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Inguinal Hernia

Introduction

This condition is associated with a defect in the lower abdominal wall just below the inguinal ligament. In the indirect hernia there is a congenital defect of the tube ( in doctor lingo: “processus vaginalis”) through which in late embryonic life of the male the testicle migrated into the scrotum. Not infrequently this tube stays open, although in normal development this should disappear on its own.

As the person grows older, depending on the size of the persistent processus vaginalis, there comes a point in life where a bowel loop or a piece of intra abdominal fatty tissue gets pushed through this opening and ends up in the scrotum. With a direct hernia the defect is directly in the abdominal wall and it is not congenital, but is acquired. Often it is associated with the quality of connective tissue and with how overweight the person is (pressure dependent from inside). Here is a link showing the different hernias in the inguinal area.

Inguinal hernia symptoms

There is a local piercing pain when a hernia suddenly enlarges. As the ilioinguinal nerve, which is located near the hernia, gets irritated, there can be severe abdominal pain in the right or left lower abdominal wall and pain felt in the lower abdomen on the side where the hernia has developed. At the same time there is a bulging mass locally and if it is a big hernia, some of the mass might reach into the scrotum on the right or left side. Some of these hernias are the ones where a bowel loop might be caught in the abdominal wall opening and there is a danger of strangulation of the bowel.

Treatment

The surgeon will carefully examine and see whether or not the hernia can be pushed back. If it is, then there is time to fix the hernia on an elective basis and the patient can wear a hernia truss prior to the surgery to prevent deterioration of the condition.

 Inguinal Hernia

Inguinal Hernia

However, if the hernia can not be reduced, then the condition is an emergency and needs to be taken to the operating room right away. There are only 4 to 6 hours before the danger of irreversible gangrene of the bowel would set in. Surgery might be done by the laparoscopic method through three stab wounds. A plastic mesh, which is rolled up, is brought in and is stapled in place over the hernia defect of the abdominal wall from inside under television camera supervision. Following this the instruments are withdrawn and the patient can go home either on the same day or the following day. In the past with conventional incision the recovery took 7 to 10 days!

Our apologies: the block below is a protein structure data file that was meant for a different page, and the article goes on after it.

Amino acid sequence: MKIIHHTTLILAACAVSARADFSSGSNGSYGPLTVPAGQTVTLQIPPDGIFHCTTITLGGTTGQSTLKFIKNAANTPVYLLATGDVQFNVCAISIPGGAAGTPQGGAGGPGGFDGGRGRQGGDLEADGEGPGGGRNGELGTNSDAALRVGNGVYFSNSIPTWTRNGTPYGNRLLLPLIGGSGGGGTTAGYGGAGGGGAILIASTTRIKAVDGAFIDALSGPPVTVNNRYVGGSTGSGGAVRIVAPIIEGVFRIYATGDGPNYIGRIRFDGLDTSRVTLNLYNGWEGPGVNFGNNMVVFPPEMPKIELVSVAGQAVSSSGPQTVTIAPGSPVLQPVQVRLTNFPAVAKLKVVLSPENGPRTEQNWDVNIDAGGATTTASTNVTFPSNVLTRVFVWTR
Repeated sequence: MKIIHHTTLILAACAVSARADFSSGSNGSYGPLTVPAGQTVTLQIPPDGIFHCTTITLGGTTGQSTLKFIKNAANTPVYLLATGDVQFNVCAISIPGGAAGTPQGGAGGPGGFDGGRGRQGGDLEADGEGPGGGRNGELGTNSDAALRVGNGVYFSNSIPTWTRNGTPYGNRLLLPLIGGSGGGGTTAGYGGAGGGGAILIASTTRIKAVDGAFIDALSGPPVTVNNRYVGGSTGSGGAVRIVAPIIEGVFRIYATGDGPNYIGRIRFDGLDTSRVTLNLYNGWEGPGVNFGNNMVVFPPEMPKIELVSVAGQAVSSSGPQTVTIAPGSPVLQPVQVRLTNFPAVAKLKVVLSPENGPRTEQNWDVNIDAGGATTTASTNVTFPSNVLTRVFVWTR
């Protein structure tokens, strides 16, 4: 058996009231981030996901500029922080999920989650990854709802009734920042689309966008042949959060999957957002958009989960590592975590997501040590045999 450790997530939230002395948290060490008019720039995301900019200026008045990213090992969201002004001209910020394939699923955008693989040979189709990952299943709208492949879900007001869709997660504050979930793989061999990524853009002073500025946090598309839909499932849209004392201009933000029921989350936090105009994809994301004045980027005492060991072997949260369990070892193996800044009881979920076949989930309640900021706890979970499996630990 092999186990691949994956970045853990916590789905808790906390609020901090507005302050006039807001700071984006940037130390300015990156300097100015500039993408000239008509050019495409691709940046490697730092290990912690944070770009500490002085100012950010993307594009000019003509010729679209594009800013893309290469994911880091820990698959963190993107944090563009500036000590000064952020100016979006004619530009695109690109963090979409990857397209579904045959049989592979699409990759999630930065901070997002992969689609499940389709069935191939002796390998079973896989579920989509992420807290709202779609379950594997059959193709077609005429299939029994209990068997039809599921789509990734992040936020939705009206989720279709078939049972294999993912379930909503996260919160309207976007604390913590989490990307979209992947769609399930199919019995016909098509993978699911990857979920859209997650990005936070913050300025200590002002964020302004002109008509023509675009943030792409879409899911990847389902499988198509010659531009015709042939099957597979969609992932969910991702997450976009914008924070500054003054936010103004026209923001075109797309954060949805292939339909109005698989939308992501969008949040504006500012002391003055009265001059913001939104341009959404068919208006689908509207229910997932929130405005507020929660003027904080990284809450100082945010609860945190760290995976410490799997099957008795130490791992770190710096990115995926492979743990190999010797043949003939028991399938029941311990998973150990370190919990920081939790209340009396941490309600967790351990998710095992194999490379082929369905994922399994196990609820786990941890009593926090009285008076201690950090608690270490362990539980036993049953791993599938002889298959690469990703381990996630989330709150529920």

References

1. DM Thompson: The 46th Annual St. Paul’s Hospital CME Conference for Primary Physicians, Nov. 14-17, 2000, Vancouver/B.C./Canada

2. C Ritenbaugh Curr Oncol Rep 2000 May 2(3): 225-233.

3. PA Totten et al. J Infect Dis 2001 Jan 183(2): 269-276.

4. M Ohkawa et al. Br J Urol 1993 Dec 72(6):918-921.

5. Textbook of Primary Care Medicine, 3rd ed., Copyright © 2001 Mosby, Inc., pages 976-983: “Chapter 107 – Acute Abdomen and Common Surgical Abdominal Problems”.

6. Marx: Rosen’s Emergency Medicine: Concepts and Clinical Practice, 5th ed., Copyright © 2002 Mosby, Inc. , p. 185:”Abdominal pain”.

7. Feldman: Sleisenger & Fordtran’s Gastrointestinal and Liver Disease, 7th ed., Copyright © 2002 Elsevier, p. 71: “Chapter 4 – Abdominal Pain, Including the Acute Abdomen”.

8. Ferri: Ferri’s Clinical Advisor: Instant Diagnosis and Treatment, 2004 ed., Copyright © 2004 Mosby, Inc.

9. Suzanne Somers: “Breakthrough” Eight Steps to Wellness– Life-altering Secrets from Today’s Cutting-edge Doctors”, Crown Publishers, 2008

Last modified: September 9, 2015

Disclaimer
This outline is only a teaching aid to patients and should stimulate you to ask the right questions when seeing your doctor. However, the responsibility of treatment stays in the hands of your doctor and you.